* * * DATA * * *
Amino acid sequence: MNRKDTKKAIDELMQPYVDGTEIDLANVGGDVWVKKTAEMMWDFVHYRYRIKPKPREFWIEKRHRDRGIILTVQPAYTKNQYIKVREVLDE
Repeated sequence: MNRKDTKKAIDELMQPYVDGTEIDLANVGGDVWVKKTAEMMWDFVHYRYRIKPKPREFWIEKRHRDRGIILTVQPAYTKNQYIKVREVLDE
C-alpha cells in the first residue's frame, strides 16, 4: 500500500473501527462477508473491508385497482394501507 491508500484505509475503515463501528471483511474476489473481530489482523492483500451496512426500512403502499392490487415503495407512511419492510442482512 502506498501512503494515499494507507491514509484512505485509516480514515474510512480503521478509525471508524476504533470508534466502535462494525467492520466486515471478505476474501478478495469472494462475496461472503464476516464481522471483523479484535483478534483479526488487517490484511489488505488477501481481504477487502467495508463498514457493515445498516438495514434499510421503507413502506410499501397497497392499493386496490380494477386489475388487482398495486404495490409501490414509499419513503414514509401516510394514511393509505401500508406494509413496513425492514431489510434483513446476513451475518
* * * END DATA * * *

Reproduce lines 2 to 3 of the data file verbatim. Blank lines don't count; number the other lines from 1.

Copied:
Repeated sequence: MNRKDTKKAIDELMQPYVDGTEIDLANVGGDVWVKKTAEMMWDFVHYRYRIKPKPREFWIEKRHRDRGIILTVQPAYTKNQYIKVREVLDE
C-alpha cells in the first residue's frame, strides 16, 4: 500500500473501527462477508473491508385497482394501507 491508500484505509475503515463501528471483511474476489473481530489482523492483500451496512426500512403502499392490487415503495407512511419492510442482512 502506498501512503494515499494507507491514509484512505485509516480514515474510512480503521478509525471508524476504533470508534466502535462494525467492520466486515471478505476474501478478495469472494462475496461472503464476516464481522471483523479484535483478534483479526488487517490484511489488505488477501481481504477487502467495508463498514457493515445498516438495514434499510421503507413502506410499501397497497392499493386496490380494477386489475388487482398495486404495490409501490414509499419513503414514509401516510394514511393509505401500508406494509413496513425492514431489510434483513446476513451475518